So now I have enough tuna salad for a few meals, a great sauce to use with raw veggies (enough to last at least a week), and some healthier dessert options. Plus, I had extra gluten-free pancakes, so tomorrow’s breakfast is taken care of. If I pair these options with the remaining oatmeal, eggs, salmon, chicken, and veggies I already had, I’m good for the next few days at least. In the end I’ll have probably spent less than $100 for a week’s worth of food.

Bonus, I got to feel productive for the first time in a while.

TED Talks

The last thing I want to talk about is TED talks. If you have a computer, or even better an Apple TV, TED talks are easily accessible these days. Most videos are about 15 minutes, which makes them perfect for watching while you eat a meal, or even while you prepare a meal. And since they’re largely auditory you don’t even need to be looking at the screen most of the time.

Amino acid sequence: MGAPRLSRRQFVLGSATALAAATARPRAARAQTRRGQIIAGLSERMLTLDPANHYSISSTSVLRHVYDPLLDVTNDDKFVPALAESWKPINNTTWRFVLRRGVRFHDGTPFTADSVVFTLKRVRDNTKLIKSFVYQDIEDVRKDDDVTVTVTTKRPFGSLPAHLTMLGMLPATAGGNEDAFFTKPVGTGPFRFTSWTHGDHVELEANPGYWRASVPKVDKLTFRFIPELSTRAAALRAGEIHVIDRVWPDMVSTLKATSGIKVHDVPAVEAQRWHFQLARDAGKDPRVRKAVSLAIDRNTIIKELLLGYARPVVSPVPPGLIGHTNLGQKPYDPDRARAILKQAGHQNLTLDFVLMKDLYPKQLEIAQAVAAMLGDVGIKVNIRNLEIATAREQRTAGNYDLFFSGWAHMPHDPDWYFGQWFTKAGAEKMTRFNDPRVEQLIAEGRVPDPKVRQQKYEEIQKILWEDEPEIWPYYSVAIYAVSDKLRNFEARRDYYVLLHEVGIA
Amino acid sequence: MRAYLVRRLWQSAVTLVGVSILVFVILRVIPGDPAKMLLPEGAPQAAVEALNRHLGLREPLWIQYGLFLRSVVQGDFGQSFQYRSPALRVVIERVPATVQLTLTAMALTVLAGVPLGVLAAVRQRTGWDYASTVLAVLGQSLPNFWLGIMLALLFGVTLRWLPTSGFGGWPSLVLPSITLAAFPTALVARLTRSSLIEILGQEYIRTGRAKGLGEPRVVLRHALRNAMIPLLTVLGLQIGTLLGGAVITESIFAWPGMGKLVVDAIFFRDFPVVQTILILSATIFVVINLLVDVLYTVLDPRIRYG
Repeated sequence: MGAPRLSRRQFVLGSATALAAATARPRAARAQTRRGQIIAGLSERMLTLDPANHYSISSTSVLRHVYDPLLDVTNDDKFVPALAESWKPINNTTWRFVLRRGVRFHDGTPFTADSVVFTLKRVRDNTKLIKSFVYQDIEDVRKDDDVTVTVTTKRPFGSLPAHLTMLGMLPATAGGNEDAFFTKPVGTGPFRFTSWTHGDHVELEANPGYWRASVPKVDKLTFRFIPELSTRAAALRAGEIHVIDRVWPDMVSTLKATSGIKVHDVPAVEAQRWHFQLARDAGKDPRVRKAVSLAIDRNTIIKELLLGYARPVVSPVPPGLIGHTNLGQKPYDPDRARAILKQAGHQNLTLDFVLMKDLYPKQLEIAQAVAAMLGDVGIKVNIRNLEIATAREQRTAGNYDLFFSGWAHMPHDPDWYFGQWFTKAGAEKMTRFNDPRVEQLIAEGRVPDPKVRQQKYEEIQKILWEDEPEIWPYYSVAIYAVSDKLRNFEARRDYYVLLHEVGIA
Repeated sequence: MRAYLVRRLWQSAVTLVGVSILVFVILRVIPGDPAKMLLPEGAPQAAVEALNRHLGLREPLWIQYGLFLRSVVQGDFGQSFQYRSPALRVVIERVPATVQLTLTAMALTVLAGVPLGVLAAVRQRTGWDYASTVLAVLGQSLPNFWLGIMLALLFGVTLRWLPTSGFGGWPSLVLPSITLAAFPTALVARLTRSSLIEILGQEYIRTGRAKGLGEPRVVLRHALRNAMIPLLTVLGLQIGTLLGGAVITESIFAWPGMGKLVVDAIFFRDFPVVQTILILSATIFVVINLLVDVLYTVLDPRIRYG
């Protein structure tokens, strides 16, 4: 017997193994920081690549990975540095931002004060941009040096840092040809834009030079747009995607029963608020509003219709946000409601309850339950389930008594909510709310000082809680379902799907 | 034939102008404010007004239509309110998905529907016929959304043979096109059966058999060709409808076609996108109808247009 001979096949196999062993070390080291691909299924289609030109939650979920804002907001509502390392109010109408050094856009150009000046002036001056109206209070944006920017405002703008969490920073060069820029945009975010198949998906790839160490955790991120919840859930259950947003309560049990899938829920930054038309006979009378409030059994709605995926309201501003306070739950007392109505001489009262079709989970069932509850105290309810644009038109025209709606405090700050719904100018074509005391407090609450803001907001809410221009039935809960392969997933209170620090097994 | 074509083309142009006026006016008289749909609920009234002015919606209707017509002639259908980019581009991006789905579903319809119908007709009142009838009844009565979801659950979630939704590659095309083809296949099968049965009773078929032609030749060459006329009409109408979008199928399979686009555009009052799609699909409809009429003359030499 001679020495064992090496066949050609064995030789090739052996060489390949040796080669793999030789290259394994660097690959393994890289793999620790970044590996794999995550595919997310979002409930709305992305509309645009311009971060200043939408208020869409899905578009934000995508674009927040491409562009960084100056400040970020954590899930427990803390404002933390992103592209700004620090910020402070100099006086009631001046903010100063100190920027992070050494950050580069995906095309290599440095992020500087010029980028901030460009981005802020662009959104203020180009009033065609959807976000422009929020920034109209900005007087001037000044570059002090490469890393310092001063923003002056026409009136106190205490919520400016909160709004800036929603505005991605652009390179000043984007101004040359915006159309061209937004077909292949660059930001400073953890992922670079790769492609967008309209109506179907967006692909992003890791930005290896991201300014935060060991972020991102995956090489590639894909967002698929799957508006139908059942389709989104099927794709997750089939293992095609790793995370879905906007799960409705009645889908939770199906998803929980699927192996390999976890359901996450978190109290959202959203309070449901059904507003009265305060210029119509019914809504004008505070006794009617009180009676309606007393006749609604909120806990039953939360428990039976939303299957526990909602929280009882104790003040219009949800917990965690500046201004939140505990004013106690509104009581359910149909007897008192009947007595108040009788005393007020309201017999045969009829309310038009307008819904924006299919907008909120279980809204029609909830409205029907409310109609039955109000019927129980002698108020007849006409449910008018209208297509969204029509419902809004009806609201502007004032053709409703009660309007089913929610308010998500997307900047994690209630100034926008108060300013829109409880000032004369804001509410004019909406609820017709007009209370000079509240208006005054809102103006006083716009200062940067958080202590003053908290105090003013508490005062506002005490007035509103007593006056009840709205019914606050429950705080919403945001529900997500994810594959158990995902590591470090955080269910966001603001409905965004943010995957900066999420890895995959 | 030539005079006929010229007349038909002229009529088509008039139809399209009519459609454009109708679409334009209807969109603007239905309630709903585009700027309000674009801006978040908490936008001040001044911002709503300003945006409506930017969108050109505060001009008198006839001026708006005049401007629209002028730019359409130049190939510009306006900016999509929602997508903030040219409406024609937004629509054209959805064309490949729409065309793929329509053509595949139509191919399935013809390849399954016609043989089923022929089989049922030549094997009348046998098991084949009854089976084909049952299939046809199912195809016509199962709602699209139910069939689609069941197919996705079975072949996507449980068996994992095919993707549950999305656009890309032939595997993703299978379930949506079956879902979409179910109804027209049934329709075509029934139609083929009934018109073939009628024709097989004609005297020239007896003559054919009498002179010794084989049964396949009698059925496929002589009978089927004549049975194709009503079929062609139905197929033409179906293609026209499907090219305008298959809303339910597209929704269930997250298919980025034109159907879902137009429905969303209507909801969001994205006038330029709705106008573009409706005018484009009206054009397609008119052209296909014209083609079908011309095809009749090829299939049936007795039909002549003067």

Over the past few days of unemployment I’ve watched a variety of talks ranging from how to make choices (this was chosen once I realized I was having difficulty choosing a TED talk), lexicography (the act of compiling dictionaries), and tapping into our brain to experience the world around us in a new and different way.

These were fascinating, I felt more well-rounded and knowledgeable after watching them, and I even got a few ideas for characters and story lines.

I’ve been watching TED talks for years, but rarely with such a determination (usually only after being recommended I watch a specific video), so I encourage everyone to be more intentional in watching TED talks, particularly if you are currently unemployed.

Upcoming in Part Two: looking for a job, working towards your goals, exercise, and more.

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Moving to LA: Finding a Place to Live

Renting is practically impossible when you first move to LA

I knew buying was only for the super rich and/or really stable. But I’d thought renting would be easier. Because that’s what everyone does–they rent. Struggling actors rent. People who work odd jobs rent. Comedians rent. Writers rent. How difficult could it be?